Functional biology of the IL-22-IL-22R pathway in regulating immunity and inflammation at barrier surfaces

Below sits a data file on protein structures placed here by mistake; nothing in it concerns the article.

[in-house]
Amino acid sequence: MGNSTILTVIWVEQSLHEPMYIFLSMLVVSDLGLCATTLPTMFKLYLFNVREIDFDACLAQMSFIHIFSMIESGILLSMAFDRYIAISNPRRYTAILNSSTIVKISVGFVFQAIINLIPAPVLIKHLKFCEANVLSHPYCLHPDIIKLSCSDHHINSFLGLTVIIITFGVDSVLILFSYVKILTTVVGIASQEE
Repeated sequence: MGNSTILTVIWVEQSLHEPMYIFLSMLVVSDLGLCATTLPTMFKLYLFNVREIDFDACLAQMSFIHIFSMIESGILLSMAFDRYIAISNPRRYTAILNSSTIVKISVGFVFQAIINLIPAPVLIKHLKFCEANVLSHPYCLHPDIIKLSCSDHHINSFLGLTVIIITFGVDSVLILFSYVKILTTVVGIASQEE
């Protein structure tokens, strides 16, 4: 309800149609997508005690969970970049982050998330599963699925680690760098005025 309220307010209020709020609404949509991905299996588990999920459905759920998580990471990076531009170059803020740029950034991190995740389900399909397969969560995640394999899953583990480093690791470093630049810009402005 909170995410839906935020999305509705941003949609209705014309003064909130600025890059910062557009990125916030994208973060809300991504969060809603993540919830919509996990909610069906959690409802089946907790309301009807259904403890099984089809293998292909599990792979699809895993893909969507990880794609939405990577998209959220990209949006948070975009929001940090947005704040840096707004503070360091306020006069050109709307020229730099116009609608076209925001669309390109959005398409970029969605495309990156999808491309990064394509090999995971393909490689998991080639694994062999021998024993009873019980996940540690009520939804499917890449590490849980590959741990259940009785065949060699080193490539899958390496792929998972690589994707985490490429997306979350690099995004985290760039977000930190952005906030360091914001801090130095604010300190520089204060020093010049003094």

Expression of interleukin (IL)-22, a member of the IL-10 cytokine family, has recently been reported in a number of human diseases, including mucosal-associated infections and inflammatory disorders of the intestine, skin, and joints. Both T cells and an emerging category of innate lymphoid cells are sources of IL-22, while the IL-22 receptor complex is reported to be restricted to cells of nonhematopoietic origin. The ligand-receptor distribution of IL-22-IL-22R permits immune cells to regulate responses of epithelial cells, endothelial cells, fibroblasts, and other tissue-resident stromal cells. This pathway appears to be critically important at barrier surfaces where epithelial cells play an active role in the initiation, regulation, and resolution of immune responses. Functional studies in murine model systems indicate that IL-22 has immunoregulatory properties in infection, inflammation, autoimmunity, and cancer. In these models, the functional consequences of IL-22 expression can be either pathologic or protective, depending on the context in which it is expressed. Therefore, advancing our understanding of the biology of IL-22-IL-22R may yield novel therapeutic targets in multiple human diseases. In this review, we discuss recent findings on the expression, regulation, and function of IL-22 at barrier surfaces, and offer insights into the next frontiers to be studied in this complex cytokine pathway.